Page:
I think that’s a question that will be deeply related to how rapidly Greenland glacial ice ends up melting. But it could certainly result in more sea ice resilience in the near Greenland region. Say Baffin Bay, the CAB north of Greenland, and the region between Greenland and Svalbard. But I wonder about the Russian side and on through Alaska?

          If we get some big melt pulses, I’m pretty sure you’ll be up to your eyeballs covering some strange swings, though. It would be rather wild, but quite possible, for example, to see sea ice expansion out of Baffin and into the North Atlantic even as Kara, Laptev, ESS, Chukchi, and Beaufort still keep receding.

          As for Desmond. It’s great to see the scientists on the ball with this one. It’s worth noting the language change to ‘likely contributed to’ and ‘partly due to’ as opposed to the rather confusing ‘any one storm cannot be attributed to.’ I find that alteration refreshing and more contextually accurate. We’ve got climate change baked into the weather cake at this time. It’s a driver that just gets more and more prominent as warming and related geophysical changes take hold.

          Flooding 40 percent more likely is a pretty big deal. That’s kinda a curve buster. I mean, we’re not talking about marginal stuff. A 40 percent change is a rather large probability shift.

          Thanks for these, Neven. As ever, very informed and informative.

  4. dnem

     /  December 11, 2015

    Never tried to upload a photo before, but here goes. A few shots from balmy Bawlmer. First, a narcissus blooming in late November.
    /Users/NemFree/Downloads/Narcissus.jpg

    Reply
  5. dnem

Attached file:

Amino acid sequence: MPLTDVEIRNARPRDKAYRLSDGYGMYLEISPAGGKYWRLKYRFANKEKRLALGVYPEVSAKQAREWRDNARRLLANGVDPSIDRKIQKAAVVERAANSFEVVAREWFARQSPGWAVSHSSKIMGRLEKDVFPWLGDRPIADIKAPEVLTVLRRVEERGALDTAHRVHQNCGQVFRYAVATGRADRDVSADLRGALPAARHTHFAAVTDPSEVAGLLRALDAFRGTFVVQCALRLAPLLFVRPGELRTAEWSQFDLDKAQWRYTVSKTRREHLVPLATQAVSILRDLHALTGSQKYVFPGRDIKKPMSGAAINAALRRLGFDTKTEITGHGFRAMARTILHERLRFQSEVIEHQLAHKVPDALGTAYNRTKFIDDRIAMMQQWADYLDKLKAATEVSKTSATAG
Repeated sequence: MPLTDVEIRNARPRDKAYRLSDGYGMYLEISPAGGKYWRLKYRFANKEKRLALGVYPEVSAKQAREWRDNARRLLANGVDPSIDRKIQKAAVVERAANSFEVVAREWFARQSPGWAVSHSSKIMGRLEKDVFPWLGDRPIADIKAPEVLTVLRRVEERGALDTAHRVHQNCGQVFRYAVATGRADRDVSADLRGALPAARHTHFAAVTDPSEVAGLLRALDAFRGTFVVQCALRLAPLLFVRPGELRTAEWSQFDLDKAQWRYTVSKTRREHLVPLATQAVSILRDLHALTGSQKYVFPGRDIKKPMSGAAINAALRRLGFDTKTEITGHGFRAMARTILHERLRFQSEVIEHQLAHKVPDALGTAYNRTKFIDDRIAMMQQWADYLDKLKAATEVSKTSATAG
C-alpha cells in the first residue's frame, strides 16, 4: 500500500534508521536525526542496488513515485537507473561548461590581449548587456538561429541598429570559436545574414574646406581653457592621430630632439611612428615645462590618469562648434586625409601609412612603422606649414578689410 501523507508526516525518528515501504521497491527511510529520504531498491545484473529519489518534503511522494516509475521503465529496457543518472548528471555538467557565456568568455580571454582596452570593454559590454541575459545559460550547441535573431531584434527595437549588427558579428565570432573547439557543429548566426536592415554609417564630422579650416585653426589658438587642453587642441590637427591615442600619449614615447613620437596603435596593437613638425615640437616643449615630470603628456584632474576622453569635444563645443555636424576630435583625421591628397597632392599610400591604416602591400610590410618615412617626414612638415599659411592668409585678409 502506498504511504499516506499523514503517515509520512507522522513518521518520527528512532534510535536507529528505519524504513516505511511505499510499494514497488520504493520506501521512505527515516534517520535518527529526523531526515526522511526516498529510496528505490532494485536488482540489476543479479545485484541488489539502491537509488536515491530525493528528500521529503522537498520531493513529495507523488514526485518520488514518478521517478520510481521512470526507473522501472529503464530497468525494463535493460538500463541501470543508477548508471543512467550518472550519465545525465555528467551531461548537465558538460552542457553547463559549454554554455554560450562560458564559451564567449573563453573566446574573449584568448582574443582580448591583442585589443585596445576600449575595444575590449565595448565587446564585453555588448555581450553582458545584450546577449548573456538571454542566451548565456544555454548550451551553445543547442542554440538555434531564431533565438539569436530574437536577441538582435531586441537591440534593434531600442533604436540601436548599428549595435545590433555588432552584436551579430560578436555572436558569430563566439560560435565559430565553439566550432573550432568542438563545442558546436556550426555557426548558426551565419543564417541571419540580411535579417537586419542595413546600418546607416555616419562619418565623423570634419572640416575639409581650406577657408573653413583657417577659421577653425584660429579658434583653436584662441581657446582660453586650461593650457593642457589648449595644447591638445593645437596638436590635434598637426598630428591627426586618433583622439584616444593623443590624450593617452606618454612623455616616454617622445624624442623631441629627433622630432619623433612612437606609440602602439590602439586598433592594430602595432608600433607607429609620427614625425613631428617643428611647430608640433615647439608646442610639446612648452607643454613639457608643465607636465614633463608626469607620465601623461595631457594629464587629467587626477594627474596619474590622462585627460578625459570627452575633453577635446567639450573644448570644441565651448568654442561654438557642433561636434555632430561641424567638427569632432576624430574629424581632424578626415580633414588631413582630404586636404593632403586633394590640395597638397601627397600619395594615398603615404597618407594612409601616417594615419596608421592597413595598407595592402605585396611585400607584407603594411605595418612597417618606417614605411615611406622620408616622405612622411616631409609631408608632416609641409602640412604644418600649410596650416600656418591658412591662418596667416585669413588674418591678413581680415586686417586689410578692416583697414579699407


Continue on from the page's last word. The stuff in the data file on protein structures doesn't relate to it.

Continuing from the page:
/  December 11, 2015

    Sorry, how do you upload a photo here?

    Reply
    • If you copy the image location into the post it should work. Looks like the last one didn’t have the full html. Possibly a mis-key on the cut and paste?

      Reply
    • dnem / December 11, 2015

      Sorry, how do you upload a photo here?
      – All you want to do is post a tread/link to an image on a web page.
      Just right click on an image on a page until you see ‘copy image location.’
      Copy it then past it into the comment box but make sure you remove any characters after.jpg 🙂

      Reply
    • “It’s a local photo on my Mac.”
      Comments here only link to something posted or uploaded files on the web — not your local computer.

      Reply
  6. Around 800,000+ years ago one of our hominin ancestors striking two stones or rubbing two sticks together may have sparked some tinder alight ushering in the new technology of the control of fire. Like the sorcerer’s apprentice, we were unaware of the many consequences and how to deal with them. And there does not seem to be any rescuing sorcerer in the offing at the moment.

    Sent from my iPad 🙏🏻

    >

    Reply
  7. Miles Newman

     /  December 11, 2015

    “Surging over banks, it inundated the town of Carlisle, Cumbria, England.”

    Reply
  8. Nothing too surprising out of Paris (yet). But nice to see Kevin Anderson getting some MSM attention at least:

    http://www.nytimes.com/interactive/projects/cp/climate/2015-paris-climate-talks/scientists-see-catastrophe-in-latest-draft-of-climate-deal